Non-addictive opioids: A game-changer in time of crisis?
Since the patent of the highly addictive narcotic Oxycontin in 1996, rates of opioid addiction, overdose, and death have been skyrocketing in Canada. In British Columbia, over 900 deaths have been recorded due to overdose from fentanyl, a synthetic opiate. In 2016, the opiate epidemic in British Columbia led the province to declare a state of emergency. The root of the epidemic has been attributed to careless prescribing by physicians. Will the emergence of a potentially non-addictive opioid change the landscape of pain treatment?
Scientists at Tulane University and Southeast Louisiana Veterans Health Care System have developed and tested a pain reliever in rats that is as potent as morphine, but has fewer side effects, including a minimal risk of addiction. They engineered four novel analogs of endomorphin, an endogenous peptide that acts as the same mu opioid receptor as other narcotics. At equianalgesic or higher doses, all of the analogs demonstrated a lower incidence of respiratory depression, motor impairment, tolerance, and addictive potential relative to morphine. The analogs also reduce glial activation, which has been implicated in causing side effects, such as opioid hyperalgesia and dependence, suggesting a differential mechanism of action compared to traditional opioids.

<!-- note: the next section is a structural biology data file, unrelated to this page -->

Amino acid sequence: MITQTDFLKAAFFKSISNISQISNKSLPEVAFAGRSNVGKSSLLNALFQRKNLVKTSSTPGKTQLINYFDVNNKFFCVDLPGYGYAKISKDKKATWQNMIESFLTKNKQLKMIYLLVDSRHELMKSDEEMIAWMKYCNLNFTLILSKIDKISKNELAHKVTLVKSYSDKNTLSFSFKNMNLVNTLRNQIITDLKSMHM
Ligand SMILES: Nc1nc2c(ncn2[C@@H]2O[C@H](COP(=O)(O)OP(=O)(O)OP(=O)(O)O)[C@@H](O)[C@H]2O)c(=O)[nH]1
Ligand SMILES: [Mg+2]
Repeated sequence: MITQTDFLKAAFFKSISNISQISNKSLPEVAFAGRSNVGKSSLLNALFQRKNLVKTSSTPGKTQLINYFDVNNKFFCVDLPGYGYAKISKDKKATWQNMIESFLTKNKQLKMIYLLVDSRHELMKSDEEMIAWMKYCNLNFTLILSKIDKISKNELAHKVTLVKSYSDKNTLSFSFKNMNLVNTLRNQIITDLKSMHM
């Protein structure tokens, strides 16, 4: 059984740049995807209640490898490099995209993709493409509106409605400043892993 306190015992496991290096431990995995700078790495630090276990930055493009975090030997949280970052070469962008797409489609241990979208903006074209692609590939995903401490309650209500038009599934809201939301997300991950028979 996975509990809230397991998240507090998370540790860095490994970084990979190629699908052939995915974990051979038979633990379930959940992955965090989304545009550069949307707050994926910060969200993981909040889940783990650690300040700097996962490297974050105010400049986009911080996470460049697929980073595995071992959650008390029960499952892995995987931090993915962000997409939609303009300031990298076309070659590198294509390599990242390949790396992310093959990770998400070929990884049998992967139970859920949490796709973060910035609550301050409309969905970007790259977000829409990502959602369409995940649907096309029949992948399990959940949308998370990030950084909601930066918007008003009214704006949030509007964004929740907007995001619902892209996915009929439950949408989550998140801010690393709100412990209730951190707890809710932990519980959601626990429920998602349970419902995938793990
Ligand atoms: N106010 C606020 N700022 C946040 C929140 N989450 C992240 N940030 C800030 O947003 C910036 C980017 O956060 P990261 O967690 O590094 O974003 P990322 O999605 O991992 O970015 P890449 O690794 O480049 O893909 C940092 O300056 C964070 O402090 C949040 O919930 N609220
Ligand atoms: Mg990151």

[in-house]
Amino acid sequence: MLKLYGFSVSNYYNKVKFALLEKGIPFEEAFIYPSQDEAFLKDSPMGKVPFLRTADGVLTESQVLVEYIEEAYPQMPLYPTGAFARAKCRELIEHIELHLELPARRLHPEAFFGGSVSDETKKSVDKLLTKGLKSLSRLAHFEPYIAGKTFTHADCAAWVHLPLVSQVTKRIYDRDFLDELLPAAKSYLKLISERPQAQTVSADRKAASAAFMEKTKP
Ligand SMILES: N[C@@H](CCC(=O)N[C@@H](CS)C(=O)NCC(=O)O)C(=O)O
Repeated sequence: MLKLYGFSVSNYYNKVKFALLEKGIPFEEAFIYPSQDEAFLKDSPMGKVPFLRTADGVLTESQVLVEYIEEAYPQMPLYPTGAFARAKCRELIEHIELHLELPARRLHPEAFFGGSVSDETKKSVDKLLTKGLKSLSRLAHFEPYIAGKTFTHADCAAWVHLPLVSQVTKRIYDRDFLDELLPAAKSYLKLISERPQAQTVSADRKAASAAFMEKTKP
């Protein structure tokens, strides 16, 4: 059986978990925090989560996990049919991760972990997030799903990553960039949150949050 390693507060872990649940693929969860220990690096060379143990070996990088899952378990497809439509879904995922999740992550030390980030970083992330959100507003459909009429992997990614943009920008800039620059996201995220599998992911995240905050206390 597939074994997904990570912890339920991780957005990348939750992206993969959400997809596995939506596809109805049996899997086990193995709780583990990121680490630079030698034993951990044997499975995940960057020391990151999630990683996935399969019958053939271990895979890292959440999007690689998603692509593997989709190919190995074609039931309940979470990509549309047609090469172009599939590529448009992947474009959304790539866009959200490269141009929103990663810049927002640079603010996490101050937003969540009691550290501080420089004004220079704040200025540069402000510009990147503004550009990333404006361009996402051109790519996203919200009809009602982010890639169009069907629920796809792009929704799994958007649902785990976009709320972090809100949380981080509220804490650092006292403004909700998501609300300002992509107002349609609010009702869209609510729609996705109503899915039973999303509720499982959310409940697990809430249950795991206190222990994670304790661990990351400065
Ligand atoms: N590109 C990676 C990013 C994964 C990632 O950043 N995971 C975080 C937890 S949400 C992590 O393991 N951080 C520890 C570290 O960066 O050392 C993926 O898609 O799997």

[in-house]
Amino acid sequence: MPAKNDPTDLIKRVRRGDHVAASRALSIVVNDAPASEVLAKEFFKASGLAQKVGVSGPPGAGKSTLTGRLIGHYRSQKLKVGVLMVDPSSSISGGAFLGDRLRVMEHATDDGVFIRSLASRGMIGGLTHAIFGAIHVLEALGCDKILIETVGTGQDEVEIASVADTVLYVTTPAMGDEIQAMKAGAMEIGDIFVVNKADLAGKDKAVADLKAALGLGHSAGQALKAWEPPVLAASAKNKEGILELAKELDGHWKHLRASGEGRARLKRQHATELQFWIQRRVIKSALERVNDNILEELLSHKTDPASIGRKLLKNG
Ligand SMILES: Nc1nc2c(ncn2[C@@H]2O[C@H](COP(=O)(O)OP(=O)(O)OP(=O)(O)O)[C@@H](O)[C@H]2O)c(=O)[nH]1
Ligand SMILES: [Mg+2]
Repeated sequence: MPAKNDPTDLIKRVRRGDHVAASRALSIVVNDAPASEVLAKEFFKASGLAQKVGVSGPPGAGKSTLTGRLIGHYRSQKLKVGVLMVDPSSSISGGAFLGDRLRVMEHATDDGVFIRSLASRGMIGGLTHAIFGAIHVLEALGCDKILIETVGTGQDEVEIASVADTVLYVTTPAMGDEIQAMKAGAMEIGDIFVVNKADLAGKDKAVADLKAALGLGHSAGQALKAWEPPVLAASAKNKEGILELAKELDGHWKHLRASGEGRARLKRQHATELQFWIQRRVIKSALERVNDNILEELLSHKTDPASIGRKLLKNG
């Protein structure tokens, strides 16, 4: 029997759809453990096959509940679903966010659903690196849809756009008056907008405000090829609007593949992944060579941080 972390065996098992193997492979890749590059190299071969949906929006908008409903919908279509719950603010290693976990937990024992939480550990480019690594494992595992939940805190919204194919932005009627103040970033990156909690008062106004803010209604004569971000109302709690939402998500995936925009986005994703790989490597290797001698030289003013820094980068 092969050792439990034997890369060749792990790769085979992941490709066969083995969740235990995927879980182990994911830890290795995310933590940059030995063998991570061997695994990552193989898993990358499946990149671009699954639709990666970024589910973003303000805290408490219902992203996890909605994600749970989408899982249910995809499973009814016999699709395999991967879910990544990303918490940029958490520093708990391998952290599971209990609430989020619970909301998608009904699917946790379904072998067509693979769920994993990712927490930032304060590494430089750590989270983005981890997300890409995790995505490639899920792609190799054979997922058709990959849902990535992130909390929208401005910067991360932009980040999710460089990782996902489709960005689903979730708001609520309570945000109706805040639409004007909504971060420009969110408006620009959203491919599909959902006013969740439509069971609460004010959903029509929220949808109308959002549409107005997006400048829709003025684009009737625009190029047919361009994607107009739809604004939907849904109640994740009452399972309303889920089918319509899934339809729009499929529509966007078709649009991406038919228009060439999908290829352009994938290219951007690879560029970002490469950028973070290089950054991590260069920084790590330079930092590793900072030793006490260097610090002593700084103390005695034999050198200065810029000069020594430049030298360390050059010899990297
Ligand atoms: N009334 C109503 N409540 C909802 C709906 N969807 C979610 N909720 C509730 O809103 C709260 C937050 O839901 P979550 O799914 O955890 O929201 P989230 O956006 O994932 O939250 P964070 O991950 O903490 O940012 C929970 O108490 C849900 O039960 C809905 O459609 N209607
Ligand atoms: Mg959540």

Within the next two years, the research team hopes to trial endomorphin analogs in humans, which will be necessary to ascertain if these analgesics will truly enable clinicians to offer patients impressive pain relief with minimal side effects.
Written by Anna Goshua
References may be found in the journal.